With Poles representing one of the largest minority groups in the UK, Poland has taken a cautious approach to Brexit and last week President Andrzej Duda urged politicians to tone down their rhetoric.

"I propose a glass of cold water to cool emotions, so that in the end it doesn't turn out that we all lose -- both the and the UK," Duda told Bloomberg.

(This story has not been edited by Business Standard staff and is auto-generated from a syndicated feed.)

image
Business Standard
177 22

Polish PM calls for 'good compromise' on Brexit

Poland's prime minister called today for a Brexit "compromise" and said Europeans in and Britons in should not be "made to feel like hostages" as she kicked off a landmark trip to London.

Britain's shock vote in June to leave the European Union sparked fear among the 800,000 Poles living in Britain, particularly following a spate of xenophobic attacks after the referendum.

Beata Szydlo pledged Poland would be a "constructive partner" in potentially fraught negotiations to set the terms of Britain's divorce from the EU, but that had to set out a clear vision for its post-future.

"We need a good compromise which gives both our countries the best possible options for economic and security cooperation," she wrote in today's Daily Telegraph.

"But the initiative for determining British ambitions and expectations as to the future level of cooperation with the has to come from London."

Five months after the Brexit vote, Szydlo pressed not to use migrants like her UK-based compatriots as a bargaining chip in the negotiations.

"One thing is certain: millions of UK citizens living across the EU, and millions of EU-27 citizens living in the United Kingdom, should not be made to feel like hostages," she wrote.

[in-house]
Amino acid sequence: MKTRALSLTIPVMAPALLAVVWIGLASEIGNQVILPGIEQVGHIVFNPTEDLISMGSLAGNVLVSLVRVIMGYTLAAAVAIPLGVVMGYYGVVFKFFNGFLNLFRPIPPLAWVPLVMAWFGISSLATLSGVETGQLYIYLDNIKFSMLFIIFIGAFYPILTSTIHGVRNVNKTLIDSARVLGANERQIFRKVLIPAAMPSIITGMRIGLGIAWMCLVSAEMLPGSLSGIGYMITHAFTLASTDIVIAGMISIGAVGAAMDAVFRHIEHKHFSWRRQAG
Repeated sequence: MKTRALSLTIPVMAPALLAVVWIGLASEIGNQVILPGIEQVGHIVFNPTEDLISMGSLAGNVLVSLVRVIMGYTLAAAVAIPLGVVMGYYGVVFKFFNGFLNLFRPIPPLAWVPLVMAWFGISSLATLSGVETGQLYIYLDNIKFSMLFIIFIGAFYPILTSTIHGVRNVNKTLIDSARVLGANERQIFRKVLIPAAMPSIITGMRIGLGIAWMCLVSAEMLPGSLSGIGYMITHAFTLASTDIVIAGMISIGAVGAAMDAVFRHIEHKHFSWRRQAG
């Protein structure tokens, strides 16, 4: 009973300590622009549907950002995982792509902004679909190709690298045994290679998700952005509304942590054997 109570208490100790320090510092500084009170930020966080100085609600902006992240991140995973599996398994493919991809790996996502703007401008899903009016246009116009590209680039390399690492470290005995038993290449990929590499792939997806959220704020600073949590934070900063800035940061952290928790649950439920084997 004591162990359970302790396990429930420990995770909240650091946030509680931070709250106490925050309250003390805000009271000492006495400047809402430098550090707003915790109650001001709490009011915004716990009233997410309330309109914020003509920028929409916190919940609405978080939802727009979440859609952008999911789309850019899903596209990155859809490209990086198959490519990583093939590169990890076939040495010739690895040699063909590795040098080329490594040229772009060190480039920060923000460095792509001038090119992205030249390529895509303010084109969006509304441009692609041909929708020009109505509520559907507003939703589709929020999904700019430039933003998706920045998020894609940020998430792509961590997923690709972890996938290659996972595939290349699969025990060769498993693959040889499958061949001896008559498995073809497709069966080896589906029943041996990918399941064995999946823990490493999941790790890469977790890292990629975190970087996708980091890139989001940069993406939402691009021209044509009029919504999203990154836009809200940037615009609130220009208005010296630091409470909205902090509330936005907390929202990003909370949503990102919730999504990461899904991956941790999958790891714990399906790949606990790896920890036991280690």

"That means we have to guarantee... Their right of residence."

Szydlo's comments came ahead of a crunch summit between the two governments, expected to focus on defence policy -- such as the deployment of 150 British soldiers to north-eastern Poland -- and foreign affairs including Russia's actions in Ukraine and Syria.

Ahead of the meeting, May praised the contribution the Polish community had made to Britain.

"I am determined that Brexit will not weaken our relationship with Poland, rather it will serve as a catalyst to strengthen it," she said in a statement.

"Today's meeting puts beyond doubt the common ground we share, the importance we attach to our bilateral relationship and the benefits it brings."

May has repeatedly said she remains committed to despite voters deciding to withdraw from the EU, a process the British premier has said she will formally begin by the end of March.

She has promised to curb migration from the bloc and has said the UK's approach to citizens currently residing in the country will depend on how Britons abroad are treated in the negotiations with Brussels.

With Poles representing one of the largest minority groups in the UK, Poland has taken a cautious approach to Brexit and last week President Andrzej Duda urged politicians to tone down their rhetoric.

"I propose a glass of cold water to cool emotions, so that in the end it doesn't turn out that we all lose -- both the and the UK," Duda told Bloomberg.

(This story has not been edited by Business Standard staff and is auto-generated from a syndicated feed.)

image
Business Standard
177 22